In 1913, from 25-30 lives would be the toll of the explosion which late the previous afternoon wrecked the mill and elevator of the Husted Milling Company at South Buffalo. Five dead had thus far been recovered and there were 62 injured in the various hospitals scattered throughout the city. Doctors estimated that at least 25 of these would die. There were some employees not yet accounted for and their bodies might be found in the ruins when the search started. The explosion was believed to have been caused by spontaneous combustion in the big pit where corn was stored. There was no warning. With a roar that could be heard and felt for a mile the entire north side of the big plant was blown out. A second later, flames burst from all parts.
Everything was in readiness for the opening of the season at the Chautauqua assembly the following day and plans were completed for the program which included an attractive list of lecturers, speakers of all kinds, preachers, music and other entertainments. The institution was making special efforts this year to renew the interest of the communities immediately surrounding Chautauqua in their programs. For years before Chautauqua became so large and so nationwide in its scope, the local people went to Chautauqua in large numbers. The effort was to secure this condition again by means of getting lecturers and entertainments which would attract the local people.
In 1938, plans were discussed for the teachers' course in highway safety and driving to be given in connection with the summer schools at Chautauqua this year. Edwin F. Cudlipp, Jr., member of the faculty at Jamestown High School and one of the pioneers in the work of training pupils to drive through the medium of classes, would be in charge of the instruction at Chautauqua. A new sedan with dual controls would be used during the course of instruction.
The Public Works administration informed Regional PWA Director Colonel M.E. Gilmore that President Roosevelt had approved an outright PWA grant of $78,750 to the Union Free School District No. 1 of the Town of Busti, Village of Lakewood, for the construction and equipment of a school addition to Lakewood High School, the total estimated cost of which was $175,000. The project comprised the construction and equipment of an addition to the present school building and the grading and landscaping of grounds. The addition would include two locker rooms, a storeroom and athletic room in the basement; an auditorium, gymnasium, thirteen classrooms, office, storerooms and toilet rooms on the upper floors.
In 1963, "The Many Moods of Ferrante and Teicher" one of the country's top duo-piano teams, would be presented Saturday evening, June 29, in Chautauqua Amphitheater as a pre-season attraction, and would usher in the Institution's 90th season. Concerts in the 7,000 seat amphitheater the first week included Roland Hayes, tenor, who at 75 years of age was still a teacher and performing artist; The Four Freshmen, popular television and recording stars; Pennsylvania's Singing Boys, one of the nation's unique boy choirs and Mischa Mischakoff, violinist and concertmaster of the Detroit Symphony and Chautauqua Symphony Orchestras.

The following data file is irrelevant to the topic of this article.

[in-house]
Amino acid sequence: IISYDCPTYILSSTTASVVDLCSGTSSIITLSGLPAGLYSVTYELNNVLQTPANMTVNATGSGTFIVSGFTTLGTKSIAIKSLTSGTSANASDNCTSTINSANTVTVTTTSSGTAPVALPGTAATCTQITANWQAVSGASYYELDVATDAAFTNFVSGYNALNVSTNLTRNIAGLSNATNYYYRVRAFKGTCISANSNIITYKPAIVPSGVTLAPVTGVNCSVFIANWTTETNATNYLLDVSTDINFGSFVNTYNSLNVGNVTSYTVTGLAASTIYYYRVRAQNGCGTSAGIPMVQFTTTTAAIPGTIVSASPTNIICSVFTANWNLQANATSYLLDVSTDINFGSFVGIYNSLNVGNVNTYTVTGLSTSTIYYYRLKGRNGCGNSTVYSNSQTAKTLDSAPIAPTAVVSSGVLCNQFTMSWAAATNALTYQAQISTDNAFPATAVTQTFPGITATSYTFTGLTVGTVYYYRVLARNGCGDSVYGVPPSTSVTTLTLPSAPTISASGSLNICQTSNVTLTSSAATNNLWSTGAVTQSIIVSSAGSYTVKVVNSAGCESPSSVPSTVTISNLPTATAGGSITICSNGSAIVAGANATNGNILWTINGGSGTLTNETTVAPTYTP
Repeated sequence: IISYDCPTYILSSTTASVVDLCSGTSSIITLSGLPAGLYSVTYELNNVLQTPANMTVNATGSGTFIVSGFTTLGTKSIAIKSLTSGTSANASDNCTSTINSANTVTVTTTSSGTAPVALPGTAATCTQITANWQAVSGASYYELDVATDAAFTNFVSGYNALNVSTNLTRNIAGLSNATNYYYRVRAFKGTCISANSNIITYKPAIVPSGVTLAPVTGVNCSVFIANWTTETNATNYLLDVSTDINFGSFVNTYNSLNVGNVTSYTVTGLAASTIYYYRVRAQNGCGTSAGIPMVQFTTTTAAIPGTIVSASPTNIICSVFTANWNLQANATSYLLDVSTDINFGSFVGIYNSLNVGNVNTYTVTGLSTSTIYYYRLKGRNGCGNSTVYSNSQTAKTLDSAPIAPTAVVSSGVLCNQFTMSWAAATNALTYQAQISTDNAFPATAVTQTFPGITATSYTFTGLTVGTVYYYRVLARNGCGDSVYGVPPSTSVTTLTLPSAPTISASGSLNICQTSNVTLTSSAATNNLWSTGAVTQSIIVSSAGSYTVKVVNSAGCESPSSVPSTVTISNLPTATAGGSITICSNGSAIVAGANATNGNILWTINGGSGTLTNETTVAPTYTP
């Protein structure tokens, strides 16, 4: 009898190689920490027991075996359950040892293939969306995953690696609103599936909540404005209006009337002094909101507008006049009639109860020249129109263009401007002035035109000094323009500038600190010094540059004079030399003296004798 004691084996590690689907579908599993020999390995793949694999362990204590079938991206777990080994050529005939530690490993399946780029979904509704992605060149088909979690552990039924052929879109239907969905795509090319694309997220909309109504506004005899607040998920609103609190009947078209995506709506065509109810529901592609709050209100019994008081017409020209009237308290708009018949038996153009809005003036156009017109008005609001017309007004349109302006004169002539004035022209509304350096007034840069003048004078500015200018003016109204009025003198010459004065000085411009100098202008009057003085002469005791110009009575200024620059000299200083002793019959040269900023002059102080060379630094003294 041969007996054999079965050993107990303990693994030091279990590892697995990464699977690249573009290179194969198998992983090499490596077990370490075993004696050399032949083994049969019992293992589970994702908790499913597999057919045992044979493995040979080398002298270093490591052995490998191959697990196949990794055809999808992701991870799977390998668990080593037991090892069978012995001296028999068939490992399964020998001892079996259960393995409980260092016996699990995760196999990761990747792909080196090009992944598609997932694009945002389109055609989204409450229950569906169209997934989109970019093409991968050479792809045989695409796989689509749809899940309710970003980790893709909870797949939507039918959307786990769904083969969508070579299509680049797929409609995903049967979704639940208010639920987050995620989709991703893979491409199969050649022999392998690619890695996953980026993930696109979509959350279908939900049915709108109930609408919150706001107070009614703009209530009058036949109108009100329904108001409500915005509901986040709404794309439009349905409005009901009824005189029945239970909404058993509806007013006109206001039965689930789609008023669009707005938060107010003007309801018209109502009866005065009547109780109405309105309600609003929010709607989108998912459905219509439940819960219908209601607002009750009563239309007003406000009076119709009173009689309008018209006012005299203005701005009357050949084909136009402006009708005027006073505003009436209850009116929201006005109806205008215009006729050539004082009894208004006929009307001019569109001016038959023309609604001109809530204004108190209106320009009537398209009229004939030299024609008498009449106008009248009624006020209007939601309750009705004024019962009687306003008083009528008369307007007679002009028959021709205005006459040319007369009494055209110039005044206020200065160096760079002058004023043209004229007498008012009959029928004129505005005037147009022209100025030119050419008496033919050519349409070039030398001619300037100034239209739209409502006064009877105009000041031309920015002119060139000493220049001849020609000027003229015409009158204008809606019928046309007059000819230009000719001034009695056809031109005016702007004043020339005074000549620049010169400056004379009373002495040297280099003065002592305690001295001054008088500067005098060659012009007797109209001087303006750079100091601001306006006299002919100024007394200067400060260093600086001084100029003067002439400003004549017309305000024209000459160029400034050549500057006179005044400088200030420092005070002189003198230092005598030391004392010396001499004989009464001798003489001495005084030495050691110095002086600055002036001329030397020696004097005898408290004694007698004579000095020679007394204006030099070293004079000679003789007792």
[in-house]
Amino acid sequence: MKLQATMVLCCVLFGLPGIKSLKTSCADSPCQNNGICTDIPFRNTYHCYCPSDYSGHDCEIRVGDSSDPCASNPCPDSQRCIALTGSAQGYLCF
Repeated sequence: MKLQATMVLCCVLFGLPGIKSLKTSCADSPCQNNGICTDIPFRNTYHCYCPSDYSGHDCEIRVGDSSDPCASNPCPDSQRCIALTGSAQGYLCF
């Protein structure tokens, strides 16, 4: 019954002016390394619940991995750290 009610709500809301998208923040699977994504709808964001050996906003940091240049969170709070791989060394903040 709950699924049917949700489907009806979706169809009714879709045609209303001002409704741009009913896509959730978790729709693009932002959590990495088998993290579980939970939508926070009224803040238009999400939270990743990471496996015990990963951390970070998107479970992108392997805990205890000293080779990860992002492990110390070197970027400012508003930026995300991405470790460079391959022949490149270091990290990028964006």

A familiar political figure would return to the primary arena in September with the announcement by Samuel T. Bowers that he would be a Republican candidate for supervisor at large in Jamestown. Mr. Bowers retired as coroner in 1961 after a service of 21 years. He had served as Republican city chairman and had been a Republican committeeman for many years. "Sam" was one of the county's best known residents. As a county coroner he followed in the footsteps of his father, the late Dr. Abraham H. Bowers and his brother, Henry A. Bowers.
In 1988, "This is the most important decision and the most important resolution that we'll ever act on, and we're expected to act on it Monday," said Third Ward Councilman Vivian Taylor. Jamestown City Council members might decide the fate of financially ailing Jamestown General Hospital by approving one of three proposals to bail the facility and the city out of debt. JGH had not turned a profit in two decades and it was in debt more than $3 million, according to Mayor Steven B. Carlson. Perhaps this was one of the most controversial decisions a Jamestown City Council ever had to make and Taylor said he was worried. "We haven't had time to really study the proposals. Everything has been thrust on us so fast. We're supposed to act on something that will affect the lives of the next generation."
Jamestown native Daniel Johnson, 29, recently returned from Provideniya, U.S.S.R., across the Bering Strait from Alaska. Johnson, who was a communications teacher at the University of Alaska, was home on summer vacation and planned to return to Nome, Alaska, in September. He was part of a group that flew over to help reunite two groups of Yupik Eskimos - one in Siberia and one in Alaska - who had been separated by 90 miles of Bering Sea since the Soviet Union closed its borders 40 years ago. Eighty-two people made the historic trip.